When Hartford, Conn., police arrived on the scene, they found Shane Oliver lying on the ground.
The 20-year-old had been shot twice in the back. One bullet had pierced Oliver’s muscle and bone, perforated his heart and lungs and pushed its way out of the right side of his chest. Two-and-a-half hours later, Oliver—a young black man—was dead.
Oliver was the 20th person killed in Hartford in 2012, a year in which Hartford and just about every other city in America saw its crime rate continue a multiyear slide. Days later, Oliver’s father, the Rev. Samuel Saylor, stood on the steps of City Hall with members of Mothers United Against Violence—a local group of Hartford moms and dads who have also lost their children to gun violence—to make a heartrending plea: His son should be the last person to die unnaturally, prematurely and violently in 2012.
Just 55 days later, Adam Lanza stormed into Sandy Hook Elementary School in Newtown, Conn., about 50 miles from the apartment complex where police had found Oliver shot and bleeding. Inside the suburban elementary school attended by mostly white, wealthy kids, Lanza unleashed a tidal wave of bullets—slaughtering 20 children, six teachers and school administrators and finally himself—during his rampage.
First came the shock, then the disgust and the global media glare. Finally, Congress—long unwilling even to discuss, much less vote on, gun control measures—weighed an ill-fated attempt to mandate background checks before a larger swath of gun sales. After Newtown, discussions about gun control, the relationship between mental illness and guns and the horror of outliving one’s child occupied real estate in almost every U.S. newspaper, website and magazine. Cable news channels offered wall-to-wall coverage of the human suffering in Newtown.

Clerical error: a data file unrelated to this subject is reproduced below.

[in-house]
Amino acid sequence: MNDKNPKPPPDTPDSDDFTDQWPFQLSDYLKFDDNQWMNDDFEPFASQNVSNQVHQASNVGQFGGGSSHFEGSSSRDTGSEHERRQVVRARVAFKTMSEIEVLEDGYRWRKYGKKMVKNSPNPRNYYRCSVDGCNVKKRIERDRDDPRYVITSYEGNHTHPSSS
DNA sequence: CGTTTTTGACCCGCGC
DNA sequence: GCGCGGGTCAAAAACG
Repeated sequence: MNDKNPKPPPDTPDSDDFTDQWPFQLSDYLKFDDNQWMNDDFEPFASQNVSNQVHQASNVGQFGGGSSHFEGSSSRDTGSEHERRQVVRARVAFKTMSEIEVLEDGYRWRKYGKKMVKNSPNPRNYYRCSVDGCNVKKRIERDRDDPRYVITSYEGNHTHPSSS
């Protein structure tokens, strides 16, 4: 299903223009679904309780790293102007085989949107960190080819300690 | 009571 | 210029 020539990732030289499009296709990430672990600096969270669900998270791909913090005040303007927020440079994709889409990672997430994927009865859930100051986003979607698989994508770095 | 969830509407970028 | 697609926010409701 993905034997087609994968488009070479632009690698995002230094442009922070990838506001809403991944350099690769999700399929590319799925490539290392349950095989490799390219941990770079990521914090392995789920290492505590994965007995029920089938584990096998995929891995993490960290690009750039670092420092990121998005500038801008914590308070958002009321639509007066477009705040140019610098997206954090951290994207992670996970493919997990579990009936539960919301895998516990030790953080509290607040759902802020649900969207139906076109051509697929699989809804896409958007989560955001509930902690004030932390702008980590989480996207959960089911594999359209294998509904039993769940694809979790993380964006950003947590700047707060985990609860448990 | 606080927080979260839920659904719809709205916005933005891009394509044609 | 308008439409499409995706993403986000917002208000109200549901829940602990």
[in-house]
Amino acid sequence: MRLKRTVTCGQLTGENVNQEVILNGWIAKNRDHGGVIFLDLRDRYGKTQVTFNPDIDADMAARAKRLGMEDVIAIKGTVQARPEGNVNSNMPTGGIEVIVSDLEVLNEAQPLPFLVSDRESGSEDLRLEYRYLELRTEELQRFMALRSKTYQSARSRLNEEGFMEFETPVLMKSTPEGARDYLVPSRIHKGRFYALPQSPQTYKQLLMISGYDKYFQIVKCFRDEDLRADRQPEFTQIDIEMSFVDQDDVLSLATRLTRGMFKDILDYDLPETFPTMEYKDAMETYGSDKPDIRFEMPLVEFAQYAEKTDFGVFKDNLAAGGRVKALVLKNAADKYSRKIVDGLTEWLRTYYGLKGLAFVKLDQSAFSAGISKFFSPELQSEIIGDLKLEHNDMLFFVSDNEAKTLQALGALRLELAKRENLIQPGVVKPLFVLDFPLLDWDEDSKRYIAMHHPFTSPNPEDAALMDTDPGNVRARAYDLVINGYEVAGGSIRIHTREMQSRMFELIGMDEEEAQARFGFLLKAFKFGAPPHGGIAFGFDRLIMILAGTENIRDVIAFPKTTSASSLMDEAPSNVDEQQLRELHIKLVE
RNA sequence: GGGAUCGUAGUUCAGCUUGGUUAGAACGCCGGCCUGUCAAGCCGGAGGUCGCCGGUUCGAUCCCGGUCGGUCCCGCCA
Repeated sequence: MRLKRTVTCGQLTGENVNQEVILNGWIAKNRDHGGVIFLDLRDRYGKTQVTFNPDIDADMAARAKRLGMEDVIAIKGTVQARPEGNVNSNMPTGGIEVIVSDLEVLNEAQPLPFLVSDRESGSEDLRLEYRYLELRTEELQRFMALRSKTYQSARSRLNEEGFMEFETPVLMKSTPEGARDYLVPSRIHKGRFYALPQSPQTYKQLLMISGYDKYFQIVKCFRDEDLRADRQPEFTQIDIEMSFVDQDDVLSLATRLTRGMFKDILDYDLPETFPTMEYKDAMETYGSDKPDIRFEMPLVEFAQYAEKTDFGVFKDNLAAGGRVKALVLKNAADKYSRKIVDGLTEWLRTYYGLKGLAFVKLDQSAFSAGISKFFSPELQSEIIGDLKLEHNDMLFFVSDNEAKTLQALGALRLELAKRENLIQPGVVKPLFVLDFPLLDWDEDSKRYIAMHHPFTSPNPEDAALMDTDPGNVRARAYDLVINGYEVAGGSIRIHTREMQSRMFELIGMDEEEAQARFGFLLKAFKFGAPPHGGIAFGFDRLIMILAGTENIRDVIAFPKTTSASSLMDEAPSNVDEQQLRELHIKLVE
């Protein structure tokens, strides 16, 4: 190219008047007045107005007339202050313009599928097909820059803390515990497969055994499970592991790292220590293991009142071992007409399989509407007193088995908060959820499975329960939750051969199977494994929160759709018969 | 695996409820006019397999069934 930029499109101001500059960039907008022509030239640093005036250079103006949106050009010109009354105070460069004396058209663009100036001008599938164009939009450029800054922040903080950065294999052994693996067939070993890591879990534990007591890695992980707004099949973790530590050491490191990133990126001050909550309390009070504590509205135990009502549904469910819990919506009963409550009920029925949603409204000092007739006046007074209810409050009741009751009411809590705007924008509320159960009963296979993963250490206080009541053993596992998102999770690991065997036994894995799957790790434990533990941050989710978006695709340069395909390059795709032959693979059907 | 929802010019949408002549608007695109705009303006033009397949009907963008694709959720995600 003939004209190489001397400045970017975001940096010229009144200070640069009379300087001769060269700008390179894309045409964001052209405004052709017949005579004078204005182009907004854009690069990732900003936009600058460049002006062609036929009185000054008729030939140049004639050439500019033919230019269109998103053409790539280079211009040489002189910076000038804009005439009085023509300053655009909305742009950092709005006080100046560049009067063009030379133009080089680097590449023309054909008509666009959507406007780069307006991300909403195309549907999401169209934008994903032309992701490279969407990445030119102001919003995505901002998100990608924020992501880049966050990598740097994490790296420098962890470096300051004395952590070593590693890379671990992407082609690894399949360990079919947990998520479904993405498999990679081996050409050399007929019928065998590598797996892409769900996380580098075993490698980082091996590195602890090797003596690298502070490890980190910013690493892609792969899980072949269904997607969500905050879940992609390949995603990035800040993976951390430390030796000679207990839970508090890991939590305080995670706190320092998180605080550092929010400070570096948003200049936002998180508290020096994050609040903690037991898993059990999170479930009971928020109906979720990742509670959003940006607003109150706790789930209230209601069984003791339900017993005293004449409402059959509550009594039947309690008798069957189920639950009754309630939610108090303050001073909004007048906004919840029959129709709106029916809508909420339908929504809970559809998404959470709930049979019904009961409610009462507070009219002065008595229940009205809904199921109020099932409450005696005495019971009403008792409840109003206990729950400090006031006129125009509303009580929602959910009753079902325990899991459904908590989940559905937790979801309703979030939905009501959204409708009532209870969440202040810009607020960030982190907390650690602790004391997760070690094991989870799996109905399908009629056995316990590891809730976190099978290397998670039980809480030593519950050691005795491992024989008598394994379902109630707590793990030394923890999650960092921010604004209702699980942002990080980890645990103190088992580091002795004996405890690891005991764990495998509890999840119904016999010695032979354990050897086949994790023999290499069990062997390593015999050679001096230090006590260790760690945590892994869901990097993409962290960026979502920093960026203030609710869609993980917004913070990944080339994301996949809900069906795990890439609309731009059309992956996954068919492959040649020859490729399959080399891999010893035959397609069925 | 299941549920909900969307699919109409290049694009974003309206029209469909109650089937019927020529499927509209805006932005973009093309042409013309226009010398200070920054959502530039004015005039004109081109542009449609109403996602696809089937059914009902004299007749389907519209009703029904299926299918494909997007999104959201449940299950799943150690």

But as the nation marks the first anniversary of the Newtown massacre this weekend, parents like Saylor—people who loved young black men shot and killed in a U.S. city in 2012—are left to wonder what, if any, notice is being paid to their children’s murders.
Saylor, a pastor gifted with the kind of poetic speech that seemed predestined for the pulpit where he can often be heard at Hartford’s Blackwell Memorial A.M.E. Zion Church, was perplexed. Then the grieving father grew frustrated, even angry.
“It was just difficult as a man, as a father, to see the very different response to Newtown,” says Saylor. “But there was also this piece of me who could look at those fathers and see that we were living in the same black hole, crying the same kinds of ceaseless tears for our children and very much struggling with the same kind of pain.”
This year, Saylor has found himself the subject of a long piece on CNN and has been quoted in major newspapers; he has also seen his photo splashed all over the Internet. That he is the father of a murder victim is always mentioned. That is, after all, one of the reasons he was invited to a vigil at the National Cathedral in Washington, D.C., this week to remember the 30,000 people killed by guns this year.